Federal, Philadelphia officials announce 'All Hands on Deck' initiative to combat violence

PHILADELPHIA (WPVI) -- Local and federal authorities announced a coordinated effort on Thursday to push back against Philadelphia's epidemic of violent crime.

The new partnership with the Philadelphia Police Department is called "All Hands on Deck." The announcement, made by Acting U.S. Attorney Jennifer Arbittier Williams, comes as the city is on pace to hit 600 homicides in 2021 - up 35% from this time last year.

"The violence in Philadelphia affects all of us, not just residents of the city - millions of people travel in and out for work, school, medical care and more. The mission of the federal agencies gathered here today is to keep our entire district safe in partnership with local authorities," Williams said.

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The partnership involves the FBI, ATF, DEA, Homeland Security, immigration and more.

From adding agents as boots on the ground to new technology and information sharing, authorities say the effort is about tracking down violent criminals and putting them behind bars.

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The partnership involves the FBI, ATF, DEA, Homeland Security, immigration and more.

"I warn you, the moment you commit that violent crime, you will feel dread like never before because we are coming after you," said Williams.

Philadelphia Police Commissioner Danielle Outlaw welcomed the added resources, saying that she's long been calling for help from the federal partners.

"Our citizens, our children, and even our officers are being victimized as a result of the continued violence in the city. Enough is enough. The PPD and our federal partners recognize the gravity of the challenges that we face. We must continue to work together-citizens, police, and stakeholders - in order to make headway against the scourge of gun violence. We truly are in support of and need 'All Hands On Deck'," said Outlaw.

Outlaw said she hoped that adding eyes on the street is a warning to criminals.

"That can serve as a deterrent not only for these repeat offenders, but for anyone else in their network or in their circles who consider doing the same things," said Outlaw.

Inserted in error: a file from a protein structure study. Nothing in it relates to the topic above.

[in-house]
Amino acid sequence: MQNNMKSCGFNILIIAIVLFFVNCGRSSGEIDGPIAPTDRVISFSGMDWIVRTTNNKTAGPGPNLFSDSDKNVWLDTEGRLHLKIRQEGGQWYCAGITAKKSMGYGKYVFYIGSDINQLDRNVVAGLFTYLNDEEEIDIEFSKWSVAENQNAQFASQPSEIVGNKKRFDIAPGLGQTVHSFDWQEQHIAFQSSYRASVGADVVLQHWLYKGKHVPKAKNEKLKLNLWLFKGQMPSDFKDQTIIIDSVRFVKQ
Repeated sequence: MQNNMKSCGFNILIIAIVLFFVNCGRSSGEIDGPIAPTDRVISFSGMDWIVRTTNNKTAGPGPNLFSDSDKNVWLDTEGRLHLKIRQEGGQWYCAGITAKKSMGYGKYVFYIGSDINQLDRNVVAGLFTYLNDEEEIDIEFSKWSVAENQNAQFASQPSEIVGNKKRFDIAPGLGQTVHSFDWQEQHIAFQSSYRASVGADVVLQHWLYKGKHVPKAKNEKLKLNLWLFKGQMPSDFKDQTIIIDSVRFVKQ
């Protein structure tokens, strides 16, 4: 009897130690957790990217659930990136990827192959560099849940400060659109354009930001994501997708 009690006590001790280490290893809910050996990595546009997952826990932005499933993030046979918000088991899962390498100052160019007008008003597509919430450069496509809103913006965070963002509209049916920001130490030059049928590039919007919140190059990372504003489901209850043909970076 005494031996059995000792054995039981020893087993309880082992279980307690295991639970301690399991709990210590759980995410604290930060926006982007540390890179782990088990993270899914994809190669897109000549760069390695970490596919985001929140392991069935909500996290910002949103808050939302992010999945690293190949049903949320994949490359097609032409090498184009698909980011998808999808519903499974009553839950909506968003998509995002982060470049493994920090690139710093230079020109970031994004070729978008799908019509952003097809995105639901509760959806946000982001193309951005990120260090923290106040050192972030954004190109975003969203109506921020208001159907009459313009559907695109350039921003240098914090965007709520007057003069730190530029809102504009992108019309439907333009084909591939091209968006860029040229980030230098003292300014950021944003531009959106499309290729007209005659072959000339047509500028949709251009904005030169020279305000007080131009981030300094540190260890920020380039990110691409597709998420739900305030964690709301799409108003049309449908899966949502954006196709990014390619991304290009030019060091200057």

Pastor Carl Day and a group of activists have been on some of the most dangerous corners at night to help mediate situations before they escalate.

"A lot of times these brothers don't know what they're up against, these brothers don't know their options. So, I'm trying to bring resources, and stuff like this, that there is interagency work going on right now to combat what's going on. So, we have to figure something out," Day said.

Philadelphia District Attorney Larry Krasner was informed about the initiative but was not invited to Thursday's announcement.

Thursday night on a basketball court in Fairmount Park, Sonny Jones of West Philadelphia wasn't shy talking about the epidemic of gun violence, especially involving the city's youth.

"It's a lot of stuff where people don't have parents. It's a lot of empty homes, dad missing, mom missing, drugs," said Jones.

He says it's been painful to see the rampant violence all over the city, including on the basketball courts.

"A lot of us don't have a foundation, so we're looking for that outlet," said Jones, adding that youth mentors are desperately needed.

"Our generation, we look for social media, celebrities and rappers to be our mentors instead of our fellow brothers and sisters in the community," Jones said.

Jones says it's time for things to get back to normal.

"School is on Zoom now. Kids are not being held accountable to still be in class every day. Their parents are not checking up on them. My dad raised me to go to school or get out the house, and I wanted to go to school and be something," said Jones.
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